While it may seem strange, I believe that scarcity is a blessing for innovators. There are a number of reasons for this thinking. Janis Joplin may have summed it up best when she sang (paraphrasing here) "when you've got nothing, you've got nothing to lose". As strange as it may seem, scarcity can be an innovation blessing.
I often lead innovation workshops and projects for Fortune 500 companies, and they lack for nothing. The innovation teams are awash in ideas, they have resources available to them that most startups can only dream of and have access to deep pools of funding. That's not to say that every corporate innovator gets what they want, but (Rolling Stones quote - can't resist) they do often get what they need and more.
Contrast that with the nascent entrepreneur. Many have only one thing - a really compelling idea that fulfills a significant customer need. Entrepreneurs may lack funding, personnel, access to channels or markets. And to many this seems like a daunting hill to climb. Yet many corporate innovators look at what entrepreneurs have with envy.
Scarcity as an asset
That's because in many cases scarcity is an asset. For example, since the entrepreneur doesn't have an existing product line to sustain, he or she can place all their focus on the great new idea. And, since there isn't an existing product line, they don't have to worry about spending resources to defend existing products, or worry about cannibalization.
Further, having access to resources is great - but acquiring and using those resources will require justification. Larger firms must make tradeoffs between a number of competing ideas and other priorities. The biggest challenge for innovators in larger firms revolves around project prioritization and resource allocation. For entrepreneurs, there are no tradeoffs. All focus goes behind the one great idea. There's not enough time or bandwidth for another.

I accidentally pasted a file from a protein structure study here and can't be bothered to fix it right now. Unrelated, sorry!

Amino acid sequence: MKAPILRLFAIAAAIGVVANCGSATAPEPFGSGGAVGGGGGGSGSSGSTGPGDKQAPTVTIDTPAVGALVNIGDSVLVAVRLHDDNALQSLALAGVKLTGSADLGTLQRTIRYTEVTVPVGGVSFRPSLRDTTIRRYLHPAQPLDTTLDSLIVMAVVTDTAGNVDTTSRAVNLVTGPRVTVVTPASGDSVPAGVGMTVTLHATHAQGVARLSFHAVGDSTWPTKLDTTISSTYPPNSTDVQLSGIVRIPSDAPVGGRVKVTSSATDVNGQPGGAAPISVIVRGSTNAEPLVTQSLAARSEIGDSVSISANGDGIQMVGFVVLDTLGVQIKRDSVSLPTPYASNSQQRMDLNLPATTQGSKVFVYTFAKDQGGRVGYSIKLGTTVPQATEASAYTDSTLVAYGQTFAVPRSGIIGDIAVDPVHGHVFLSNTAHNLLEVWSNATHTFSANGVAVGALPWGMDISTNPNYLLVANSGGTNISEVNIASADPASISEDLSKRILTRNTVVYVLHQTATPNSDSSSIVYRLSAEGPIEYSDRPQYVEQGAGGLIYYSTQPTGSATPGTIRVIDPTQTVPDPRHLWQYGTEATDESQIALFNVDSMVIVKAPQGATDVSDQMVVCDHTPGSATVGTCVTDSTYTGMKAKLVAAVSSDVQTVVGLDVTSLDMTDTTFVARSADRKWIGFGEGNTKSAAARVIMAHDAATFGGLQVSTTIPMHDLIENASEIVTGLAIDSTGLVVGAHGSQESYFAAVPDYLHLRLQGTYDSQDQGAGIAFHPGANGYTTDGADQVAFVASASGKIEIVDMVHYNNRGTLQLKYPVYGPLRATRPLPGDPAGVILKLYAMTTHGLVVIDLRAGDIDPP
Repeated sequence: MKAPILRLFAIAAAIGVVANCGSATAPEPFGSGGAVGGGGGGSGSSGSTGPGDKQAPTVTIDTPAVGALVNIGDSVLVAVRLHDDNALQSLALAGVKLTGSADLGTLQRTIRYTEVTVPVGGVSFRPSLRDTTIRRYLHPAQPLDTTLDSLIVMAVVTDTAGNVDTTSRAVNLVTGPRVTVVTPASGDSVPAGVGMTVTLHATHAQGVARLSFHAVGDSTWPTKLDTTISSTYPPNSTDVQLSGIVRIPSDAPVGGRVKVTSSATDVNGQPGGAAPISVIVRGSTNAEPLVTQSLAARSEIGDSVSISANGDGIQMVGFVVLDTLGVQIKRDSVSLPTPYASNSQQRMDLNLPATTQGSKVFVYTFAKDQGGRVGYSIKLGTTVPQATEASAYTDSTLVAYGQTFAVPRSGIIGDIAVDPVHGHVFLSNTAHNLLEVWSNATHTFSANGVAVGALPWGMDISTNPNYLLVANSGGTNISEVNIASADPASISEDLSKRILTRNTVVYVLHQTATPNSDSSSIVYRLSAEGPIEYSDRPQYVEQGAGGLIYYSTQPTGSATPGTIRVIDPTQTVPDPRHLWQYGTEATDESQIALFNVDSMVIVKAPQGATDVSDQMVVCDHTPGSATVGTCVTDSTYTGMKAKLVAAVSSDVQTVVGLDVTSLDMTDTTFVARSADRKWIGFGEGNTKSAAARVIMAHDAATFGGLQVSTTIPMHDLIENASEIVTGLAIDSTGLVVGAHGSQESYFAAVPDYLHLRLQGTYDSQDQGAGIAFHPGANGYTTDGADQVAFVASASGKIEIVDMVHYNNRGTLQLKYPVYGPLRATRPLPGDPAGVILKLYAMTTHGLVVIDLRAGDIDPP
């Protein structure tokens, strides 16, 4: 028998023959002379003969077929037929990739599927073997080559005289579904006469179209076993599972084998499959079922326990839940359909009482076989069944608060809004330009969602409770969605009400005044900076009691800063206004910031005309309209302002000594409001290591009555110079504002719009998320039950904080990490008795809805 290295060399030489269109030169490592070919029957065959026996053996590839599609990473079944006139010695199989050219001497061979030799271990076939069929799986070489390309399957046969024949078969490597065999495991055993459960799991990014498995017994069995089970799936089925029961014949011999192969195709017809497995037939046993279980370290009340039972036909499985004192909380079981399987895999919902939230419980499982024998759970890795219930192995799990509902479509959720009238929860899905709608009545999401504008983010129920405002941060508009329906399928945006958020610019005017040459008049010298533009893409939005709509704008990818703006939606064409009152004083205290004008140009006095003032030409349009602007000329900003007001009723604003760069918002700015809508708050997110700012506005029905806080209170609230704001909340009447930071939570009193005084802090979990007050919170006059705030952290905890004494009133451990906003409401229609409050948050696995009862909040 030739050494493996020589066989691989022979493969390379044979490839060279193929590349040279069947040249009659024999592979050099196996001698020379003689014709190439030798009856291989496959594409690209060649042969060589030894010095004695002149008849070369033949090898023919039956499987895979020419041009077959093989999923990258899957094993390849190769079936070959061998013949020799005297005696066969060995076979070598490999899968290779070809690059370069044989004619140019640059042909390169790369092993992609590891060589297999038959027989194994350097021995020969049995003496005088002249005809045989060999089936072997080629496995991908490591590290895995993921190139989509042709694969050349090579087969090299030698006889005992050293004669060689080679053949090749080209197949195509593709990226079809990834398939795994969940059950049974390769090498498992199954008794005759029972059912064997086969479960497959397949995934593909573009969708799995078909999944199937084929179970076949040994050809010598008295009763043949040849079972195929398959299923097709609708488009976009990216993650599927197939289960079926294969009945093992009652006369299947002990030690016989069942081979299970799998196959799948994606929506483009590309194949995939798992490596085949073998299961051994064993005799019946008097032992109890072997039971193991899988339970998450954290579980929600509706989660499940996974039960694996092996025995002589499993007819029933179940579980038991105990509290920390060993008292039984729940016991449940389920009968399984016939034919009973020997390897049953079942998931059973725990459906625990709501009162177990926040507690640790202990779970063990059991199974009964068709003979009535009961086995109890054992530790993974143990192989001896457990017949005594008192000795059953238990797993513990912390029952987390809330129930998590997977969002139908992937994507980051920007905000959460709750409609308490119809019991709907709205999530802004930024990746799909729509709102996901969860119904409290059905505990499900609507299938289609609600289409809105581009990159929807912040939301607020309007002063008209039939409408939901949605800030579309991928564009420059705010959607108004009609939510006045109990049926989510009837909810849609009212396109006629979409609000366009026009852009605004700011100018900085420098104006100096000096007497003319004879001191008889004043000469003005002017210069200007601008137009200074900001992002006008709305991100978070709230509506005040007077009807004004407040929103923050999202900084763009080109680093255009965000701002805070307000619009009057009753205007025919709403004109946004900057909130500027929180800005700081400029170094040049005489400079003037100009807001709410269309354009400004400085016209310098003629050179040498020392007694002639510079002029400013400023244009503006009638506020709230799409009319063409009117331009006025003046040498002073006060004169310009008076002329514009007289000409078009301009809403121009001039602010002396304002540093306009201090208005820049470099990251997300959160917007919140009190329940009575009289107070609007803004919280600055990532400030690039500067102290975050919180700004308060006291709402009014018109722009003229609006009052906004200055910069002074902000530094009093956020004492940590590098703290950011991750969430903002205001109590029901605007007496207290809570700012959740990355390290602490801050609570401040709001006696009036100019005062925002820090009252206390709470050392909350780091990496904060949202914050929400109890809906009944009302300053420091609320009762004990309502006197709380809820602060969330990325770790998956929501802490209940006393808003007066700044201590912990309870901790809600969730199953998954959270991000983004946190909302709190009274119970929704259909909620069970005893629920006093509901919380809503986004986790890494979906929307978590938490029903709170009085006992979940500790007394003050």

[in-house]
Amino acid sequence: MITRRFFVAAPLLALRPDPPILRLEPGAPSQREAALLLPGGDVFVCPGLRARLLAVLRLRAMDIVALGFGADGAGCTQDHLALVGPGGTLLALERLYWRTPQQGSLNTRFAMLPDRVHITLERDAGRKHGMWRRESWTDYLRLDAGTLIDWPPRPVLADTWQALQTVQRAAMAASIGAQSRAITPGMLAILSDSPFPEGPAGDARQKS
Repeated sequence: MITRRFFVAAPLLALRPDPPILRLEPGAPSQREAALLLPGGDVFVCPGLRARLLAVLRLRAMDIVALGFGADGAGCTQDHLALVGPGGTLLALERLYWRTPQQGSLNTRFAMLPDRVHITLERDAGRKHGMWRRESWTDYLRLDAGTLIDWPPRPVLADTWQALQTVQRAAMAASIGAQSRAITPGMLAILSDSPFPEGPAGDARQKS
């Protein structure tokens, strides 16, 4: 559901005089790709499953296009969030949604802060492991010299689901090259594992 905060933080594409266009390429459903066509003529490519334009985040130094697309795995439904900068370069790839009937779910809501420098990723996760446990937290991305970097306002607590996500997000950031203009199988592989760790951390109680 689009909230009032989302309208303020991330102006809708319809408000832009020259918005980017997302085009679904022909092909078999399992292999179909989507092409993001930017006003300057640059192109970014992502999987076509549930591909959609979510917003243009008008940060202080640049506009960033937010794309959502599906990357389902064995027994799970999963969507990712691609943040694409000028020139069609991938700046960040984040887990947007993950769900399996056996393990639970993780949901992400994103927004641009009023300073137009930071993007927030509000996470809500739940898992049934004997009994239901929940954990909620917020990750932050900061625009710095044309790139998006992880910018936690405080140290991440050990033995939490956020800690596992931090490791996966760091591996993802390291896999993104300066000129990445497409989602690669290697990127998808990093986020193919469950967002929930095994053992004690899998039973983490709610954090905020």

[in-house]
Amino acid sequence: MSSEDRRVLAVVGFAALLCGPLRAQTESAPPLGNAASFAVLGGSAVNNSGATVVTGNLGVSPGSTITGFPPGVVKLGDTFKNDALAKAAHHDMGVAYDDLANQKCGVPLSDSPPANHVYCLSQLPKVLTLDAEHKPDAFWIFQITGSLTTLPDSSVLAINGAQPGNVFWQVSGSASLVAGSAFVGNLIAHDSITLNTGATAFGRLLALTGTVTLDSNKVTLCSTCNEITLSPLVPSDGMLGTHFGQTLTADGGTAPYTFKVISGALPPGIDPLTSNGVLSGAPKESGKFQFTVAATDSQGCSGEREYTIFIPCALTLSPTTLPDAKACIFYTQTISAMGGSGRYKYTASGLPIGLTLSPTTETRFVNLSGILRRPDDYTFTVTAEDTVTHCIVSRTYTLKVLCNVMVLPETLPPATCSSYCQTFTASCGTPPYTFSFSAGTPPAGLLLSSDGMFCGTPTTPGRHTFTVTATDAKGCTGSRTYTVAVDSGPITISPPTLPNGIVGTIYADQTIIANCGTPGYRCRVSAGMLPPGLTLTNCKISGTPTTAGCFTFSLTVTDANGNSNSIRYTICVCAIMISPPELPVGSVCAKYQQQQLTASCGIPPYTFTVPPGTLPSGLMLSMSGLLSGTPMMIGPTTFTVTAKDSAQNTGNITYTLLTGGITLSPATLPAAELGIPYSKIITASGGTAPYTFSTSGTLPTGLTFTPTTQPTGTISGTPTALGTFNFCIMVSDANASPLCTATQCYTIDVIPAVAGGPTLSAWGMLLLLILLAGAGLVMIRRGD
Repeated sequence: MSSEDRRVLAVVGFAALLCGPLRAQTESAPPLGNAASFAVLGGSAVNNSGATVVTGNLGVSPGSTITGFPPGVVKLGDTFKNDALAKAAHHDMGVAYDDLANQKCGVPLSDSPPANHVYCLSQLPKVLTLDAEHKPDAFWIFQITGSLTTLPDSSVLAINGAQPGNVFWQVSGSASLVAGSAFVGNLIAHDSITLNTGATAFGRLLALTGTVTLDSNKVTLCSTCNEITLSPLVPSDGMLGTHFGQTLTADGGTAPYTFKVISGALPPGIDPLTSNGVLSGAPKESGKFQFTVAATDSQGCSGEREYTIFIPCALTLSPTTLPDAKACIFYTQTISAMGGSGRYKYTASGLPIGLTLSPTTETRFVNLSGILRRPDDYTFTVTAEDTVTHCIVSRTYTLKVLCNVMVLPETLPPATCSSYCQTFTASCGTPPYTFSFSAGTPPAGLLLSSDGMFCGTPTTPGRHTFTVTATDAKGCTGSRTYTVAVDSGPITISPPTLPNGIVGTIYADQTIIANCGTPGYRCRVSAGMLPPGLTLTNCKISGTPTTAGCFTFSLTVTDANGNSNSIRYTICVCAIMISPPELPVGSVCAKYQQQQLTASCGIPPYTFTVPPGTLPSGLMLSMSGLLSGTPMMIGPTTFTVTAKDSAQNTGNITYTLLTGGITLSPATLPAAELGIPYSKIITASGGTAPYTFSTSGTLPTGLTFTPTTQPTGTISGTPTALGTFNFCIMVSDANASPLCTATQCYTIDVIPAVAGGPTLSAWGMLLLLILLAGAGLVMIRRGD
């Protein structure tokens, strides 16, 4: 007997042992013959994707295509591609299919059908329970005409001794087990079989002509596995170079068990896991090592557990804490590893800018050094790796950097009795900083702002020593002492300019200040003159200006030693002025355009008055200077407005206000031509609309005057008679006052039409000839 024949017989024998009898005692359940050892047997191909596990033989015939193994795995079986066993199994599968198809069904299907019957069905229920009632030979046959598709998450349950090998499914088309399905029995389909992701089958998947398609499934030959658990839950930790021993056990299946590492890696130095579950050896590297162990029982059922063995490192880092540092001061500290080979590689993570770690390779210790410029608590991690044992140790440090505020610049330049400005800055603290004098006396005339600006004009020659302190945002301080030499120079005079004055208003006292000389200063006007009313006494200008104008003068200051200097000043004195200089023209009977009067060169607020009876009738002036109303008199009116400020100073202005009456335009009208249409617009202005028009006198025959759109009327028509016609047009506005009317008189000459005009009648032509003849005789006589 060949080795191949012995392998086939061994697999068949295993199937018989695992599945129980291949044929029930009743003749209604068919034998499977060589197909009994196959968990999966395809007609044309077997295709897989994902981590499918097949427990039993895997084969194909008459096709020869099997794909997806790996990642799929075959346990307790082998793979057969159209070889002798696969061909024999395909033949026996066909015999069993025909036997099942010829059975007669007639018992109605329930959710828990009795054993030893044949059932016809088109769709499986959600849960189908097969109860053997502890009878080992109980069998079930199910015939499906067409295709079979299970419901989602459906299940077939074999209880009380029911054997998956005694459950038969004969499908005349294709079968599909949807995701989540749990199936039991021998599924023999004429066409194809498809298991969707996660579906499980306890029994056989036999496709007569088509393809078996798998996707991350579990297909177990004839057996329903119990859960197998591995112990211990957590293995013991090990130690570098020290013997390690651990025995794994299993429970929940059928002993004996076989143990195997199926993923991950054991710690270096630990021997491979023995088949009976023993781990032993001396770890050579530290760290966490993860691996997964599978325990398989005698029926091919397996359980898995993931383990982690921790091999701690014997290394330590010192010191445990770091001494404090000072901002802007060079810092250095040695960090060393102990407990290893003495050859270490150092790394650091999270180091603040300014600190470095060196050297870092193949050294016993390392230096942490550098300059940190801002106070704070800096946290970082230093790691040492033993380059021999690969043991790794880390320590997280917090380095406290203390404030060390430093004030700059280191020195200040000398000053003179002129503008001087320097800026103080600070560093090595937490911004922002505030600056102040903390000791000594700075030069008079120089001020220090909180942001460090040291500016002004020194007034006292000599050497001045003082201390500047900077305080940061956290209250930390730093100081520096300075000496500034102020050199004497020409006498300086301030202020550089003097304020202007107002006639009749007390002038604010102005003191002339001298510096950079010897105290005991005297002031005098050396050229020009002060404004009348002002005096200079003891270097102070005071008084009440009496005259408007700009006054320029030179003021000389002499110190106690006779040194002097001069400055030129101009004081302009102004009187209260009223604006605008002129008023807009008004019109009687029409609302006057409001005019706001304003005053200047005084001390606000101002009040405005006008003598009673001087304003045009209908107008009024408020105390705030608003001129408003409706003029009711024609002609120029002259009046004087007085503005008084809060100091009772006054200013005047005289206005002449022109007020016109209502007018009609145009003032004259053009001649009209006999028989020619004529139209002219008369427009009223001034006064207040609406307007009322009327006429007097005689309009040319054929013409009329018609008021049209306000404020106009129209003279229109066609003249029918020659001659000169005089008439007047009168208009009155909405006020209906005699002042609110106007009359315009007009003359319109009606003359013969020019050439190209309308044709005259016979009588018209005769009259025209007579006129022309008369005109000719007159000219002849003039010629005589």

Scarcity as an enabler
Strange as it may seem, too many corporate teams are too well funded, and too burdened with overhead and expectations. Scarcity can create constraints, but it also introduces a lot of freedom. Every innovation needs some investment, so scarcity makes an entrepreneur more creative in terms of where those investments come from, and what to give up in order to receive those investments. An entrepreneur must be creative within the scarcity, while many corporate innovators debate how to spend the "limited" investments that they have. In many ways, scarcity requires new thinking and requires more creativity. It also makes value judgments and tradeoffs much more stark, creating really bright lines about what matters and what doesn't matter.
The grass is greener
It's strange that the two groups are often jealous of the other. Entrepreneurs sigh and say, if only we had all of those assets. Corporate innovators sigh and say, if only we had that freedom. I will often tell corporate innovators they should be jealous of the focus that entrepreneurs have, because entrepreneurs must place all their emphasis on just one idea.
The takeaway here is that entrepreneurs should learn to value their condition - stop trying to emulate corporate innovators and embrace scarcity and the opportunity to focus. Likewise, corporate innovators would be well served to act more like entrepreneurs - narrowing their focus, freeing themselves from corporate bureaucracy, getting more creative by practicing scarcity and, when the opportunity arises, worrying less about defending existing products and services and more about the opportunities disruption presents.